Unlike most methods of mitigation, the active filter is installed in parallel with the drive. Therefore, if the active filter were to have issues, the drives would still be able to operate. Depending on the system, active filters can mitigate harmonics to below 5% with a load as low as 20%. Mitigation will stay strong even with voltage imbalance, and the filter will accomplish power factor compensation to ensure that the system is running efficiently. 

Figure 2: Waveform and Active Filters. Without an active filter (left), the waveform that should be sinusoidal is instead greatly distorted by harmonics. Conversely, with an active filter (right), the sine wave is much clearer, and the amp draw has decreased.


When attempting to meet IEEE 519-2014 standards for voltage and current distortion, there are multiple harmonics mitigation options available, and each has its merits. With higher mitigation comes higher cost, and a cost-benefit analysis is critical to determining the best solution for your system. Figure 3 generally compares the cost and mitigation for each of the solutions presented in this article. 

Additionally, depending upon the application, there are different approaches that could be best. With installations using lower horsepower VFDs, a passive filter solution tends to be the best approach. At higher horsepower, or when multiple VFDS are installed in one location, active filters could save space and cost while also providing the best mitigation for the system. Active front end VFDs can be a good solution if the application supports the motor returning energy to the grid. Note that AC line reactors were not discussed as an option in this article because those alone typically will not meet IEEE 519-2014 standards. Furthermore, many drives now have the equivalent of an AC line reactor internally in the form of DC-chokes. Line reactors are the equivalent of wearing basic headphones to protect your ears when pumps are running. Passive filters, multi-pulse drives, and AFEs are equivalent to foam ear plugs — the noise will no longer be painful, but it is still noticeable. Active filters are the high-end noise cancelling headset.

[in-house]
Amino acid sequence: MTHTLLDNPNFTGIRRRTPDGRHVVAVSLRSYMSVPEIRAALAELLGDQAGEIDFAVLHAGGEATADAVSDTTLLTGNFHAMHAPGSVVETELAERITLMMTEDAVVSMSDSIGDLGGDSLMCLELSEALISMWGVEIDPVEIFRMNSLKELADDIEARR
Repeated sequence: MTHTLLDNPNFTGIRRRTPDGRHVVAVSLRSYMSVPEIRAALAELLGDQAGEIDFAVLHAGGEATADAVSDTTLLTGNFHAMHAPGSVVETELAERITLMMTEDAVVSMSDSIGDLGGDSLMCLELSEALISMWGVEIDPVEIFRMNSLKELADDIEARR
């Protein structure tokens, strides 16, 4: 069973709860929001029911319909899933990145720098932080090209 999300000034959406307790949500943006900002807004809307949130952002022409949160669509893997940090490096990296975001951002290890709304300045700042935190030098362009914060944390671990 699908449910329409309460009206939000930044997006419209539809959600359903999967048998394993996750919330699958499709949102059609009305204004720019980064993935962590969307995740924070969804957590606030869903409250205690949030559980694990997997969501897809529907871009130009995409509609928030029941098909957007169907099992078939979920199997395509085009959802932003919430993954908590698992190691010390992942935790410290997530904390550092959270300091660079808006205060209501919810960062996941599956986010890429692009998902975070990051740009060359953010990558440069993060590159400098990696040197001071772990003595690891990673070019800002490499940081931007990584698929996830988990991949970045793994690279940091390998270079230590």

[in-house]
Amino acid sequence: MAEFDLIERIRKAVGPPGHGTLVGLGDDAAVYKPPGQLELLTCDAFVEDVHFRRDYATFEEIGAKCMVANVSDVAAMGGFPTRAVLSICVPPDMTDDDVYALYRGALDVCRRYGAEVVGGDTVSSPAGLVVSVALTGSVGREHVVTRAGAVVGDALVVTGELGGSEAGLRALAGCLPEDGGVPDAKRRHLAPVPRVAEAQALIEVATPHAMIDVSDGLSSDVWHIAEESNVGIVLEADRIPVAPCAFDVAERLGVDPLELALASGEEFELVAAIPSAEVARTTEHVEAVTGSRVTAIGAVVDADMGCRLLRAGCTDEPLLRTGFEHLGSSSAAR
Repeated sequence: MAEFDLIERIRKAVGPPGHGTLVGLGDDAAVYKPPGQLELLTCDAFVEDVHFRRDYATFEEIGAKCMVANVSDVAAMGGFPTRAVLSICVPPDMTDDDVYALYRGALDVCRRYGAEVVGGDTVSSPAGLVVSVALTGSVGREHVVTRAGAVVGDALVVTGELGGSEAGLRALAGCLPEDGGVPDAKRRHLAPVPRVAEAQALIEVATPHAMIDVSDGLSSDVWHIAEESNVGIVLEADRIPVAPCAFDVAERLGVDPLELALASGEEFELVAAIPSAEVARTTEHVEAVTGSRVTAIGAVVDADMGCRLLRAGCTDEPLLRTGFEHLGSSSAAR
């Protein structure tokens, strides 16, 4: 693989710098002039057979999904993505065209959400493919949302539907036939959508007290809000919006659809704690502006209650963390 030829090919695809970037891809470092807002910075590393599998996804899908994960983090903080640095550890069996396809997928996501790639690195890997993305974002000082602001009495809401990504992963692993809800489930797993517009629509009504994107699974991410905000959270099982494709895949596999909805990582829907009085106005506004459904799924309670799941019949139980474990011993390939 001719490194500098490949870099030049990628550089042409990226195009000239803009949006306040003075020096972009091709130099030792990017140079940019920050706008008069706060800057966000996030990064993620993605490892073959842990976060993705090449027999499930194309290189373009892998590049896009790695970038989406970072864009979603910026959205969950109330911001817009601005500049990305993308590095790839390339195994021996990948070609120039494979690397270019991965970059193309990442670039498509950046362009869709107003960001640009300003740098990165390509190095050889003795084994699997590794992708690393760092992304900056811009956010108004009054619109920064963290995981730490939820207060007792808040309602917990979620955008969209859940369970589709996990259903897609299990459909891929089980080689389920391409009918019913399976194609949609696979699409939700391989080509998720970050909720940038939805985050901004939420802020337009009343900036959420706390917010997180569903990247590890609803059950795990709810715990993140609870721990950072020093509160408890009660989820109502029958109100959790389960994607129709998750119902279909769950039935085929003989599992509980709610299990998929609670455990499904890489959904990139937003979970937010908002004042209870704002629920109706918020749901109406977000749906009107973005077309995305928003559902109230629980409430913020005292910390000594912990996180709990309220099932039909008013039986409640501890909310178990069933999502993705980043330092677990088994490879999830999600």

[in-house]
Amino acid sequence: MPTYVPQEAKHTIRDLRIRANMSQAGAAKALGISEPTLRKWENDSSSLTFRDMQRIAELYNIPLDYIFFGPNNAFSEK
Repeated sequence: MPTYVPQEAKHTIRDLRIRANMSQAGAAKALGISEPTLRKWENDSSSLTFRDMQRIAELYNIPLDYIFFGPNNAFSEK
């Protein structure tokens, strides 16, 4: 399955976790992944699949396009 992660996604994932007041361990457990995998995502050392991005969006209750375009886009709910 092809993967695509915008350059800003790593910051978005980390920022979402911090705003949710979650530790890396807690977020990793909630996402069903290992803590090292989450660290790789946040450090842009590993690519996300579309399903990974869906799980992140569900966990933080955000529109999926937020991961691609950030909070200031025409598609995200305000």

In closing, while harmonic mitigation technologies have been available for over 25 years, they have made great advancements in their performance and capabilities. While there is essentially no universally perfect solution for all applications, when selecting a mitigation technology, consideration should be given to potential mitigation levels, available installation space, and total cost of ownership. 

Figure 3: Cost-Benefit Relationship. Various harmonics mitigation solutions have differing costs and may be better or worse at mitigation. Close analysis of your system and calculation of harmonics using Danfoss’ free MCT-31 software can help inform the decision. Reach out to your local Danfoss contact for assistance. 

About the author

Edmund Post is a Regional Sales Engineer – Water for Danfoss Drives. He manages Municipal Water/Wastewater Sales for North Carolina, South Carolina, Tennessee, Kentucky, Indiana, and Southern Ohio. He has a B.S. in Mechanical Engineering from the University of Kansas.